Ali’s blog

Mostly quant stuff with occasional digressions

Stuck in the Middle

Posted by alifinmath on October 29, 2008

An exceptionally well-crafted essay by Edward Luce in the FT (my own comments follow at the end of the quoted extract):

Economists call it median wage stagnation. Others dub it the “silent recession”. Mr Obama, who has struggled since the start of his campaign to speak in an economic language that strikes a chord with blue-collar voters, recently put it this way: “We are now being battered by a very serious economic storm and for many Americans it has only deepened the quiet storms they have been struggling through for years.”

At this stage, the impact of the financial meltdown on the longer-term structural problem of income stagnation can only be guessed at – although it is highly unlikely to improve the situation for most American households. But the political effect has been apparent for some time.

In 2006, almost 70 per cent of American voters said their country was on the wrong track. Now, more than 90 per cent do. Then, a narrow majority believed their children would be worse off than they are – an astoundingly bleak sentiment for a country built on optimism. Now, a clear majority say so. For most Americans, the financial meltdown is only the cherry on a very familiar cake.

“You have to question whether conventional measures of economic growth mean anything when most people’s incomes have either been stagnating or declining for many years,” says Jared Bernstein, an economist at the liberal Economic Policy Institute and an adviser to Mr Obama. “The fact that wage earners are no longer getting the benefits of their improving productivity in the workplace is something we have never experienced [before] in modern America.”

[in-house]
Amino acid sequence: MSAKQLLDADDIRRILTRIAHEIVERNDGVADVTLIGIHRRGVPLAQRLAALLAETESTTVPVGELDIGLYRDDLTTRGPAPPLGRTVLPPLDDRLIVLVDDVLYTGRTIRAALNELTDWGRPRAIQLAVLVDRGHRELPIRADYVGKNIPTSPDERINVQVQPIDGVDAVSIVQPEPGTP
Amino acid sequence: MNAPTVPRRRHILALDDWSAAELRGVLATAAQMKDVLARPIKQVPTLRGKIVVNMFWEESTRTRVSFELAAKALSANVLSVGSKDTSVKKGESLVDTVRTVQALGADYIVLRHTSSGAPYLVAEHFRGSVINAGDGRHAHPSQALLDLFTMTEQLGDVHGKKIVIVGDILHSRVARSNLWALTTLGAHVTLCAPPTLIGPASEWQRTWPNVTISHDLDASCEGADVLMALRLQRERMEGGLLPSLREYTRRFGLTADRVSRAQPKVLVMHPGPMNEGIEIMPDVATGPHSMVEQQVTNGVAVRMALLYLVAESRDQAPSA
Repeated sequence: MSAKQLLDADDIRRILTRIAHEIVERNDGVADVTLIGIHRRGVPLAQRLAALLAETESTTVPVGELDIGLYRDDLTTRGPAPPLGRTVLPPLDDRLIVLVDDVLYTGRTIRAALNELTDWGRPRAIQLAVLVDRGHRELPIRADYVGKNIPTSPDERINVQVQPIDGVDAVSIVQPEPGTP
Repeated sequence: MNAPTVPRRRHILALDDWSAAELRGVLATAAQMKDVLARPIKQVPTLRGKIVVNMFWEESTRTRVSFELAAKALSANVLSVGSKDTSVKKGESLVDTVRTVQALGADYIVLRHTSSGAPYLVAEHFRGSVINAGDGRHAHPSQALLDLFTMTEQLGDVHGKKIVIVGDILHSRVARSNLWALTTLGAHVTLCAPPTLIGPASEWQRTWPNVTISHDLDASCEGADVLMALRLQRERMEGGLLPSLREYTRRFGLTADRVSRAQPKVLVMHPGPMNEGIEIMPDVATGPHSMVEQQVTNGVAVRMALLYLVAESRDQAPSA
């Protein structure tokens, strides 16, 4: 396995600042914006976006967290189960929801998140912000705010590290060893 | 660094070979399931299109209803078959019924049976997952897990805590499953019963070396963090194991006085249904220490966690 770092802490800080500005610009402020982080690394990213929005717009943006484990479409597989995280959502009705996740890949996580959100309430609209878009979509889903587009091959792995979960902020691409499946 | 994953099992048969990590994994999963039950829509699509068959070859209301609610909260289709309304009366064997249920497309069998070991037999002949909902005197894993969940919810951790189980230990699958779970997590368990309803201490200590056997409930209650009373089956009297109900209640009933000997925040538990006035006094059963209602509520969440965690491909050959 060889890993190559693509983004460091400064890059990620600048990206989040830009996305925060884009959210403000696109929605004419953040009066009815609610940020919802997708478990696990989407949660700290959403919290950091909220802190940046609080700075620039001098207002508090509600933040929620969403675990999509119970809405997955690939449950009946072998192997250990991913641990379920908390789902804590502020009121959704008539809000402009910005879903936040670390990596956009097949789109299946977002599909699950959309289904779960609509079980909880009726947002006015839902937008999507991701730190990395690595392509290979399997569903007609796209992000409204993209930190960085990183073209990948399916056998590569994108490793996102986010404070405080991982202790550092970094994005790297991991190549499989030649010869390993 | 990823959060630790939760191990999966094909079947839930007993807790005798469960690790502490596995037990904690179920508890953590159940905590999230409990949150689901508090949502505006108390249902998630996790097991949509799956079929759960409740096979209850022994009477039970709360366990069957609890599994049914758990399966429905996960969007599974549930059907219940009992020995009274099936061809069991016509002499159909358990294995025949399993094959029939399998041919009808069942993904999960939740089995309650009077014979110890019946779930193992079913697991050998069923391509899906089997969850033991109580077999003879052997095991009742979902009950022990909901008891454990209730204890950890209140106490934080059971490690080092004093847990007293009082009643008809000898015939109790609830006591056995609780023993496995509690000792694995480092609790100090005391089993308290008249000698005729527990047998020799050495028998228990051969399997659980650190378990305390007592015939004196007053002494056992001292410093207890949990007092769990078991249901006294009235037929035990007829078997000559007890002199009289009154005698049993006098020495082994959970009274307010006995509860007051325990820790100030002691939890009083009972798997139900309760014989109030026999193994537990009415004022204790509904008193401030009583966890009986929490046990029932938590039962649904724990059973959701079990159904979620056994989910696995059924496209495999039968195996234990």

The data are stark and go some way towards explaining why so many Americans felt so disaffected even during the most robust years of economic growth under the Bush administration. Between 2000 and 2006, the US economy expanded by 18 per cent, whereas real income for the median working household dropped by 1.1 per cent in real terms, or about $2,000 (£1,280, €1,600). Meanwhile, the top tenth saw an improvement of 32 per cent in their incomes, the top 1 per cent a rise of 203 per cent and the top 0.1 per cent a gain of 425 per cent.

Part of this was because the latest period of economic growth failed to create jobs at nearly the same rate as in previous business cycles and even led to a decline in the number of hours worked for most employees. Unusually for a time of expansion, the number of participants in the labour force also fell. But mostly it was because the fruits of economic growth and soaring productivity rates went to the highest income earners.

Economists such as Lawrence Summers, who was President Bill Clinton‘s last Treasury secretary and is tipped by some to return to that role in an Obama administration, say the income stagnation crisis is America’s most troubling long-term economic problem.

In contrast to the Clinton years – when there was some growth in median income, although still at lower rates than productivity growth – people such as Mr Summers and Robert Rubin, his predecessor, are now openly sceptical of the market economy’s ability to distribute socially desirable rewards.